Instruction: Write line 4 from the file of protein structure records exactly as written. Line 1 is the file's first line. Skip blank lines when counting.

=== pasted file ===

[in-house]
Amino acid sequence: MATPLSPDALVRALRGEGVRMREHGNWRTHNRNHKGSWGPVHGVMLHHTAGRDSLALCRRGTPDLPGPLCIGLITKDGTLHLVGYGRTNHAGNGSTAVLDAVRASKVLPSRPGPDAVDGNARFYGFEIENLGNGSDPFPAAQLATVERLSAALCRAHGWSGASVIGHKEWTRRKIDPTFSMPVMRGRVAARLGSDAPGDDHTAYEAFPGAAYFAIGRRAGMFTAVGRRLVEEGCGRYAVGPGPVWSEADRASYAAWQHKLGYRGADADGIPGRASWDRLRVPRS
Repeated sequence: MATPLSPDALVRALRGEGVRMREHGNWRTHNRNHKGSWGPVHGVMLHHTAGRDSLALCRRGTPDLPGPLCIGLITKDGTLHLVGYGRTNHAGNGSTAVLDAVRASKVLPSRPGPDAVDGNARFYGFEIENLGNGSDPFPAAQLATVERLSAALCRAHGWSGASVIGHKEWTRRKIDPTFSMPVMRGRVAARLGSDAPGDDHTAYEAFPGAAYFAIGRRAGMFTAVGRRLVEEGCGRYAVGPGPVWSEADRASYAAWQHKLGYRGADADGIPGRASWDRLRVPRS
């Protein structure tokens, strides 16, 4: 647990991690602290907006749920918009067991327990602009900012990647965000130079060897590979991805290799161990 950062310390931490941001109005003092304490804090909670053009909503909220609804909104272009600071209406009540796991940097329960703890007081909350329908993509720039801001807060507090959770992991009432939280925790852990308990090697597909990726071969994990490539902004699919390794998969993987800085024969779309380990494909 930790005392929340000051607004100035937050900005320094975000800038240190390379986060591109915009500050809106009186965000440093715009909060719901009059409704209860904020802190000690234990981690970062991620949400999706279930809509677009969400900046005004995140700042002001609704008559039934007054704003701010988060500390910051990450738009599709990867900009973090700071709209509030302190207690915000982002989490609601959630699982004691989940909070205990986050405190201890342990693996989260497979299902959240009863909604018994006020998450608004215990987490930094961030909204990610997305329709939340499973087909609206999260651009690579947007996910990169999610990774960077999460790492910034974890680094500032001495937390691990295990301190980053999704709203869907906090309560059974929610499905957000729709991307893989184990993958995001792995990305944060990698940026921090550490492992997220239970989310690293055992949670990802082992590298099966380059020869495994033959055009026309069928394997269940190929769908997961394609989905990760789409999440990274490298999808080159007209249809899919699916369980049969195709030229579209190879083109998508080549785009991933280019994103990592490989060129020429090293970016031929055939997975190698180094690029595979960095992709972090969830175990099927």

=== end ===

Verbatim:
């Protein structure tokens, strides 16, 4: 647990991690602290907006749920918009067991327990602009900012990647965000130079060897590979991805290799161990 950062310390931490941001109005003092304490804090909670053009909503909220609804909104272009600071209406009540796991940097329960703890007081909350329908993509720039801001807060507090959770992991009432939280925790852990308990090697597909990726071969994990490539902004699919390794998969993987800085024969779309380990494909 930790005392929340000051607004100035937050900005320094975000800038240190390379986060591109915009500050809106009186965000440093715009909060719901009059409704209860904020802190000690234990981690970062991620949400999706279930809509677009969400900046005004995140700042002001609704008559039934007054704003701010988060500390910051990450738009599709990867900009973090700071709209509030302190207690915000982002989490609601959630699982004691989940909070205990986050405190201890342990693996989260497979299902959240009863909604018994006020998450608004215990987490930094961030909204990610997305329709939340499973087909609206999260651009690579947007996910990169999610990774960077999460790492910034974890680094500032001495937390691990295990301190980053999704709203869907906090309560059974929610499905957000729709991307893989184990993958995001792995990305944060990698940026921090550490492992997220239970989310690293055992949670990802082992590298099966380059020869495994033959055009026309069928394997269940190929769908997961394609989905990760789409999440990274490298999808080159007209249809899919699916369980049969195709030229579209190879083109998508080549785009991933280019994103990592490989060129020429090293970016031929055939997975190698180094690029595979960095992709972090969830175990099927």